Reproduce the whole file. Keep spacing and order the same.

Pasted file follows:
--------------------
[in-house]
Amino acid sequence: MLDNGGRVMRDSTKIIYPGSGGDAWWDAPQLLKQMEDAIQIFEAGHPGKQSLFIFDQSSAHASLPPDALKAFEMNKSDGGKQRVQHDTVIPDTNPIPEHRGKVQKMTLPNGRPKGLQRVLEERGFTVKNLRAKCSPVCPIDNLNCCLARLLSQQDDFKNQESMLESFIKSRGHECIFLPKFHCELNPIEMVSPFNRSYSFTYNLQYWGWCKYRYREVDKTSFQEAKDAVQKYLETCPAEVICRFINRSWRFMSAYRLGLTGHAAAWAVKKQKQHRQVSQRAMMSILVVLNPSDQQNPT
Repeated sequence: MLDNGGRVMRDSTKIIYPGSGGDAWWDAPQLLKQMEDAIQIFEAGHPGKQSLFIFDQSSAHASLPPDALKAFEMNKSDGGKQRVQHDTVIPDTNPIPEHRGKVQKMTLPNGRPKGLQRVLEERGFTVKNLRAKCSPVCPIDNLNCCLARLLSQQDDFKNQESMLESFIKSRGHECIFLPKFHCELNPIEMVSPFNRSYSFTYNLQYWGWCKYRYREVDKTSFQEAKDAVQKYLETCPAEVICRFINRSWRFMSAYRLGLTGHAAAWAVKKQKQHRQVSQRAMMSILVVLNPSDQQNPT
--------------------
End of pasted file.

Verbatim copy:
[in-house]
Amino acid sequence: MLDNGGRVMRDSTKIIYPGSGGDAWWDAPQLLKQMEDAIQIFEAGHPGKQSLFIFDQSSAHASLPPDALKAFEMNKSDGGKQRVQHDTVIPDTNPIPEHRGKVQKMTLPNGRPKGLQRVLEERGFTVKNLRAKCSPVCPIDNLNCCLARLLSQQDDFKNQESMLESFIKSRGHECIFLPKFHCELNPIEMVSPFNRSYSFTYNLQYWGWCKYRYREVDKTSFQEAKDAVQKYLETCPAEVICRFINRSWRFMSAYRLGLTGHAAAWAVKKQKQHRQVSQRAMMSILVVLNPSDQQNPT
Repeated sequence: MLDNGGRVMRDSTKIIYPGSGGDAWWDAPQLLKQMEDAIQIFEAGHPGKQSLFIFDQSSAHASLPPDALKAFEMNKSDGGKQRVQHDTVIPDTNPIPEHRGKVQKMTLPNGRPKGLQRVLEERGFTVKNLRAKCSPVCPIDNLNCCLARLLSQQDDFKNQESMLESFIKSRGHECIFLPKFHCELNPIEMVSPFNRSYSFTYNLQYWGWCKYRYREVDKTSFQEAKDAVQKYLETCPAEVICRFINRSWRFMSAYRLGLTGHAAAWAVKKQKQHRQVSQRAMMSILVVLNPSDQQNPT